8th September 2020
The Irish Examiner has today reported on an unpublished prison chaplain report on Dóchas Centre for 2019, which is reported to find that women in the Dóchas Centre are subject to chronic overcrowding, decreasing out-of-cell time, xenophobic abuse, and find it "next to impossible" for the women to book family visits, including with their children.
IPRT’s comments in this post are in response to the above media around the unpublished report, which was released to the Irish Examiner through a Freedom of Information request. While IPRT has not seen a copy of these reports, many of the reported findings chime with IPRT's existing concerns about overcrowding and regimes in the Dóchas Centre.
While we have seen numbers in custody exceeding maximum bed capacities across most of the closed prison estate, female prisons continue to be the most persistently overcrowded in the state, with bed capacities exceeded on most days. This is despite the fact that at any given time across 2019, approx. 35% of women in prison under sentence were serving short sentences of less than 12 months, which could be more appropriately responded to in the community. Over a third of female committals under sentence in 2019 were for theft and related offences. Continuing to imprison these women places strain on limited resources and minimises opportunities for meaningful rehabilitation for the few women for whom prison is a more appropriate response.
The articles report of out-of-cell time decreasing from over 11 hrs to 7 hrs and 35 mins, a decrease of 32%. Out-of-cell time is crucial to support normalisation. Limited out-of-cell time can also have a serious impact on mental health. You can read more about benefits of out-of-cell time, as well as more on the current context in Ireland in PIPS 2019 here. While two open prisons exist in Ireland for males, there continues to be no open provision for women within the prison estate. It is concerning that Dochás Centre has been reported to be moving towards a more closed regime than existed previously. One of the actions IPRT proposed in PIPS 2019 was the establishment of an open prison for women, in particular for the small number of women who are serving long sentences.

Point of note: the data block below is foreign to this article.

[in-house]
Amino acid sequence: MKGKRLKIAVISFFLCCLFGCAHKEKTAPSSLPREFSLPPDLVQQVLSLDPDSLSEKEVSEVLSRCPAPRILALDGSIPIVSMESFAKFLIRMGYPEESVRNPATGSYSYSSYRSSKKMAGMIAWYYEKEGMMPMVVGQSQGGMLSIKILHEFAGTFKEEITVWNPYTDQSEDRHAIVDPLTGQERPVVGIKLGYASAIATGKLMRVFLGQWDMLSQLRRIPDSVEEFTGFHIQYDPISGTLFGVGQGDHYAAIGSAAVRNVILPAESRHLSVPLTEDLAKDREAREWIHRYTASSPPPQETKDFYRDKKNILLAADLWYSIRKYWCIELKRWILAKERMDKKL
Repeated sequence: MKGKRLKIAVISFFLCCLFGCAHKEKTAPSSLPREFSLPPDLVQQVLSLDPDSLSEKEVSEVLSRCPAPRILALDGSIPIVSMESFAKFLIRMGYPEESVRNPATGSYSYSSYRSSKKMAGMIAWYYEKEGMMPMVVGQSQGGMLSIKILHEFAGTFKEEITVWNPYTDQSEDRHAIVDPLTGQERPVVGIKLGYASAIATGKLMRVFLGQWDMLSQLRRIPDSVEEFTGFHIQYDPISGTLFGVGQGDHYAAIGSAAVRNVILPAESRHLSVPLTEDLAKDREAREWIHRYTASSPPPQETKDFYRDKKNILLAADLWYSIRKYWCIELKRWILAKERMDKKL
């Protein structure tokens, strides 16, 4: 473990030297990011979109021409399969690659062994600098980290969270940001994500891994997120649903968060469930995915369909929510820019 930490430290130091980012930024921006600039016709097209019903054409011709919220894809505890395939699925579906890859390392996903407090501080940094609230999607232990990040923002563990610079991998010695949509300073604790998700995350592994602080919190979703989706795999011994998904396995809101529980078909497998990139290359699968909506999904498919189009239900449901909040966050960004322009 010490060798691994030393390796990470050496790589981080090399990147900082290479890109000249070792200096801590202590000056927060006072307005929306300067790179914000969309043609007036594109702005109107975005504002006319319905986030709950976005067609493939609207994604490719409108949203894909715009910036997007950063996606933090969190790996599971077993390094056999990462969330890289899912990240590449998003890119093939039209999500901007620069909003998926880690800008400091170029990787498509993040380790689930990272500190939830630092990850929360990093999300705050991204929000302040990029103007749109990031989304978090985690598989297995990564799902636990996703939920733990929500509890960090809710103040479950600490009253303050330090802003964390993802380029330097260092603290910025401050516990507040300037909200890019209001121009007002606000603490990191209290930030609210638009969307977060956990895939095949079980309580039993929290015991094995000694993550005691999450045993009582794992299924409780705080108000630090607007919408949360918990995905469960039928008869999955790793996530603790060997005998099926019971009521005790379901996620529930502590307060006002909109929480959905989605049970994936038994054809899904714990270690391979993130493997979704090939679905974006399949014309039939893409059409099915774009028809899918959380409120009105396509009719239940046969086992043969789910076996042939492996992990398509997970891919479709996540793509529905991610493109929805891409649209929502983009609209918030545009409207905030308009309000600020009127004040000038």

The articles also report complaints made to the chaplain from women about verbal abuse, xenophobic remarks, threatening language, and pointed exclusion. The prison chaplains note that “the women involved did not feel safe to make complaints in writing to the governor for fear of further penalisation from the staff involved”. This is extremely concerning, and echoes previous Dóchas Visiting Committee reports. Prisoners need to have confidence in the complaints system and feel able to raise complaints and have those complaints resolved, if necessary, at the earliest opportunity without fear of adverse consequences. We detailed a number of recommendations on how the complaints process in Irish prisons could be strengthened here.
Annual reports by prison chaplains were regularly published until 2010. These reports played a vital role in highlighting key issues in prisons, including raising serious concerns about the former St Patrick's Institution. Chaplains play an important role in the lives of people in prison, but historically they have offered balanced and fair critique of conditions in prisons. These prison chaplains’ reports are even more essential in the absence of published independent prison inspection reports, however, these prison chaplains' reports should not be a replacement for regular reports published by the Office of the Inspector of Prisons.
The issues reported by the Irish Examiner are extremely concerning, but what this now demands is publication of the full prison chaplain annual reports for 2019, so that the contents of the reports can be duly considered.